Accentuate the Positive When It Comes to Nutrition Education
If you want people to choose healthier foods, emphasize the positive, says a new Cornell University study. • Image(s) embedded •
American Journal of Agricultural Economics
– Cornell University
Daily Sugar-Sweetened Beverage Habit Linked to Non-Alcoholic Fatty Liver Disease
A daily sugar-sweetened beverage habit may increase the risk for non-alcoholic fatty liver disease (NAFLD), researchers from the Jean Mayer USDA Human Nutrition Research Center on Aging at Tufts University report in the Journal of Hepatology.
Journal of Hepatolgy; N01-HC-25195
– Tufts University
Protein Maintains Double Duty as Key Cog in Body Clock and Metabolic Control
Rev-erbα is a transcription factor that regulates a cell's internal clock and a new study describes how it regulates the clock in most cells in the body and metabolic genes in the liver in distinct ways. • Image(s) embedded • (Embargo expired on 04-Jun-2015 at 14:00 ET)
Science Express; R01 DK45586, K08 DK094968, R00 DK099443, R01 DK098542, F32 DK102284, F30 DK104513, T32 GM0008275
– Perelman School of Medicine at the University of Pennsylvania
Food Labels Nudge Diners to Eat Healthier
A Cornell study of food labels in dining halls shows that when people know the calories and fat content in foods, they lean toward healthier fare.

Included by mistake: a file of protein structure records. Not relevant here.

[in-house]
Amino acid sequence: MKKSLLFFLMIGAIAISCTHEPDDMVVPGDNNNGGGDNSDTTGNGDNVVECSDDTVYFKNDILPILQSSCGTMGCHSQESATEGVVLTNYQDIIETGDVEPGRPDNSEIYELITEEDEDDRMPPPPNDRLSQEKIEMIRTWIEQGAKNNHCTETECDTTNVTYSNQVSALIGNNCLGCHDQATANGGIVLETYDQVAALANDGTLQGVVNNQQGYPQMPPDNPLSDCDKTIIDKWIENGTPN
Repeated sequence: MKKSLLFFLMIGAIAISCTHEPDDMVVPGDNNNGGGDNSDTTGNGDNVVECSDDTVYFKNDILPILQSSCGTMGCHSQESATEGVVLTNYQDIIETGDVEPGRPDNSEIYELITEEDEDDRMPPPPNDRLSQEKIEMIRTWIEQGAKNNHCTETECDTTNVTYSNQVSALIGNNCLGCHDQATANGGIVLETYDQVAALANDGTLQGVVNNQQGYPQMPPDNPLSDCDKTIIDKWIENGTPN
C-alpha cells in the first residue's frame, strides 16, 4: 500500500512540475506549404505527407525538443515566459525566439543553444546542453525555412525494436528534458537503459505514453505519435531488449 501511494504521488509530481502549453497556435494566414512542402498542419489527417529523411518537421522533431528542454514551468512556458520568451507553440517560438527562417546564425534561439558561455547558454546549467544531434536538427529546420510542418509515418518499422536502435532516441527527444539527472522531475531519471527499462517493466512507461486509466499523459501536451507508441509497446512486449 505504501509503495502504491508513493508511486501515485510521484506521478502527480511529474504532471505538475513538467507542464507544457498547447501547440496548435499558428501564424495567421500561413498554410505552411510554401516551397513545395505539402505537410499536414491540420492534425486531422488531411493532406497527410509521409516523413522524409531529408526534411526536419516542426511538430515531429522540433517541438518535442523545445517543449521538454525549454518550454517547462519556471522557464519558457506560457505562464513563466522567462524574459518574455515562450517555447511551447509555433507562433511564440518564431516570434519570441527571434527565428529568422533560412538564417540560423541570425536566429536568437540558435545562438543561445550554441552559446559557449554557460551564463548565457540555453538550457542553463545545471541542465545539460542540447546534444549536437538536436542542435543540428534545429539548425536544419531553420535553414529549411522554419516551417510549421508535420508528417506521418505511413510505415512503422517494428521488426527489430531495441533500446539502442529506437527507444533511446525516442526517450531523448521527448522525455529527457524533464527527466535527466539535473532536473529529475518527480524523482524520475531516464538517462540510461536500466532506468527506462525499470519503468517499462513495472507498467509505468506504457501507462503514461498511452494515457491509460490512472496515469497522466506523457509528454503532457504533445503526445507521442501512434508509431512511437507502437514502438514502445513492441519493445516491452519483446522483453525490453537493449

– Cornell University
Trending Stories Report for 3 June 2015
Trending news releases with the most views in a single day. Topics include: aging & genetics, cancer, treatment for kidney disease, healthcare & wellbeing, environment, welcoming new leaders.
– Newswise Trends
The Medical Minute: The Skinny on Trans Fat
Saturated or unsaturated? Mono or poly? Good or bad? Figuring out fats can leave you frazzled, but there soon may be one less fat to keep straight.
– Penn State Milton S. Hershey Medical Center
Amount of Time New Yorkers Spend Sitting Around Far Exceeds Healthy Levels
The Big Apple is one of the most walkable cities in the nation, providing many opportunities for physical activity, and New Yorkers are more likely to exercise regularly than the average U.S. adult. But they are also sitting far more than what is considered healthy.
Preventing Chronic Disease, May-2015
– NYU Langone Medical Center